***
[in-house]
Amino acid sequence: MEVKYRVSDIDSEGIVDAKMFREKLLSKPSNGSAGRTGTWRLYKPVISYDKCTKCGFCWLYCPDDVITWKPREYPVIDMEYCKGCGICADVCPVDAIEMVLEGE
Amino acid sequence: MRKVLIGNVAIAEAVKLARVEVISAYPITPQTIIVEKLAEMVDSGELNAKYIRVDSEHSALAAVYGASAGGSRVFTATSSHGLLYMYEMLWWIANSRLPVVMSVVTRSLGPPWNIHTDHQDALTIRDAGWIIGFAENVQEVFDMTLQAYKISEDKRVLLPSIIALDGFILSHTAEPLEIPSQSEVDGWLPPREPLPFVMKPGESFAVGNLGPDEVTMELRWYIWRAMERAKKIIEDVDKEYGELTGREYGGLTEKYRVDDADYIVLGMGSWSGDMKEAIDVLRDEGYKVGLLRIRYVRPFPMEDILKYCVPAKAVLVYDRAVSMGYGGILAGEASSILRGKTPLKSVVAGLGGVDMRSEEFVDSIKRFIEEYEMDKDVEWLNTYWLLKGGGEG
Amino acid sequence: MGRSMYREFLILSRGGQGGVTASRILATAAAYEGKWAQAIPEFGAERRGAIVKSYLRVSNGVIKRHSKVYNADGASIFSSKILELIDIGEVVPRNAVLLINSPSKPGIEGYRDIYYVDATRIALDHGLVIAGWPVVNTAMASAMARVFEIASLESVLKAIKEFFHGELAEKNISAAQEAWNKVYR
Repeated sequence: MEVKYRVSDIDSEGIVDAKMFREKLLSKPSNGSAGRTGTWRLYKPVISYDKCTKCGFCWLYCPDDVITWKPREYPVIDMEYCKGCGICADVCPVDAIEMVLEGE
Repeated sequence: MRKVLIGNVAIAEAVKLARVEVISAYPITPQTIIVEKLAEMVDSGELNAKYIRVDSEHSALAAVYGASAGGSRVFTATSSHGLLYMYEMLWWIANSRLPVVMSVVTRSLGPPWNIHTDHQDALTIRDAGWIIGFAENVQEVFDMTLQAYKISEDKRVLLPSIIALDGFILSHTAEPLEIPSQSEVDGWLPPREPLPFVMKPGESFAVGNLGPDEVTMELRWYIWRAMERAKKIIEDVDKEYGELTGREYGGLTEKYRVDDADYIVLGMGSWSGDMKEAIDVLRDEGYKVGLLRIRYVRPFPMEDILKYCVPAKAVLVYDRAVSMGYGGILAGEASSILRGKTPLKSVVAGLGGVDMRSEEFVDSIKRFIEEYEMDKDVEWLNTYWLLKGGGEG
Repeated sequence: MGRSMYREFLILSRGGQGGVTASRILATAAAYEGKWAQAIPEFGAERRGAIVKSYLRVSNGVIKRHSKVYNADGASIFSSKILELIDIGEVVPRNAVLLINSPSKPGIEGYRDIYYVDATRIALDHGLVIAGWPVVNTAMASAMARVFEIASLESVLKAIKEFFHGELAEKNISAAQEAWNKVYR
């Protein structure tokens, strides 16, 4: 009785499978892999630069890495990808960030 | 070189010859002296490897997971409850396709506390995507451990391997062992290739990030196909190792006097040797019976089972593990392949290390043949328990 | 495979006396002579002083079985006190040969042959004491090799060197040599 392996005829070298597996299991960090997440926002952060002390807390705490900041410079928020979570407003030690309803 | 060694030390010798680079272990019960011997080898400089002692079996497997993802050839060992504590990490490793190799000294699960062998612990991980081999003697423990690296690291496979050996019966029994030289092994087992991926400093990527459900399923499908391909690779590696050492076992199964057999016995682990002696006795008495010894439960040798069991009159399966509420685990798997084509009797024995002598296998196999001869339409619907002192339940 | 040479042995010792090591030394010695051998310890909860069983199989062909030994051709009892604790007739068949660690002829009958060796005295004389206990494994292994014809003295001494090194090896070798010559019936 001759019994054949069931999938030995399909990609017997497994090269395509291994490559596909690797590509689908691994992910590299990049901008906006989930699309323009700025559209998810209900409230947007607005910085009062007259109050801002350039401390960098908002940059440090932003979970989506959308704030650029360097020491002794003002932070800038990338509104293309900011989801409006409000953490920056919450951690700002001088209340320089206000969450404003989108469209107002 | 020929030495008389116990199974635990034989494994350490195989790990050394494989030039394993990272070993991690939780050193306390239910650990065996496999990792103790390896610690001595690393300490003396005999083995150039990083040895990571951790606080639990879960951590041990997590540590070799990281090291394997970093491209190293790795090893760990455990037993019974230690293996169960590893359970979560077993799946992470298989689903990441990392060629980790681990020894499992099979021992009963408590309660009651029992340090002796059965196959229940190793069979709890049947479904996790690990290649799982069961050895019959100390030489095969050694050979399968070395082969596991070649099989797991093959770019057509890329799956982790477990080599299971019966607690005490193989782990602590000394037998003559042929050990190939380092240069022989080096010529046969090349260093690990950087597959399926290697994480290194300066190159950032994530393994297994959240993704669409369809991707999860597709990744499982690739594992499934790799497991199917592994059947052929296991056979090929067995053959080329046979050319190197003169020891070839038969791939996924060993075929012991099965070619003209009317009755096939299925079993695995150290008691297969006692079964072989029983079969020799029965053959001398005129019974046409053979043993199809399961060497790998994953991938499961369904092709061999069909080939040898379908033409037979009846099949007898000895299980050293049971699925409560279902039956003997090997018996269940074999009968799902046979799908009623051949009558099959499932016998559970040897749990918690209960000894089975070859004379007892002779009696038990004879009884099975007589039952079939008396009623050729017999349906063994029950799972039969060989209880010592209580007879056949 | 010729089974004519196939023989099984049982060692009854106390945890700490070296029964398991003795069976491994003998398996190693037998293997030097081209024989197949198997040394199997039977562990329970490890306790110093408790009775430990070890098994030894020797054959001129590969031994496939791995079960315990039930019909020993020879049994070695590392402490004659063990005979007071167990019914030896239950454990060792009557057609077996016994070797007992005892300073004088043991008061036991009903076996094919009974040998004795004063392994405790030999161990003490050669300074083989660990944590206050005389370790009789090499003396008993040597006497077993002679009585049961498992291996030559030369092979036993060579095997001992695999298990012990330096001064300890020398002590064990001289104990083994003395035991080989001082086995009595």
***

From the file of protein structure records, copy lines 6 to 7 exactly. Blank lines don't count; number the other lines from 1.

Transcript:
Repeated sequence: MRKVLIGNVAIAEAVKLARVEVISAYPITPQTIIVEKLAEMVDSGELNAKYIRVDSEHSALAAVYGASAGGSRVFTATSSHGLLYMYEMLWWIANSRLPVVMSVVTRSLGPPWNIHTDHQDALTIRDAGWIIGFAENVQEVFDMTLQAYKISEDKRVLLPSIIALDGFILSHTAEPLEIPSQSEVDGWLPPREPLPFVMKPGESFAVGNLGPDEVTMELRWYIWRAMERAKKIIEDVDKEYGELTGREYGGLTEKYRVDDADYIVLGMGSWSGDMKEAIDVLRDEGYKVGLLRIRYVRPFPMEDILKYCVPAKAVLVYDRAVSMGYGGILAGEASSILRGKTPLKSVVAGLGGVDMRSEEFVDSIKRFIEEYEMDKDVEWLNTYWLLKGGGEG
Repeated sequence: MGRSMYREFLILSRGGQGGVTASRILATAAAYEGKWAQAIPEFGAERRGAIVKSYLRVSNGVIKRHSKVYNADGASIFSSKILELIDIGEVVPRNAVLLINSPSKPGIEGYRDIYYVDATRIALDHGLVIAGWPVVNTAMASAMARVFEIASLESVLKAIKEFFHGELAEKNISAAQEAWNKVYR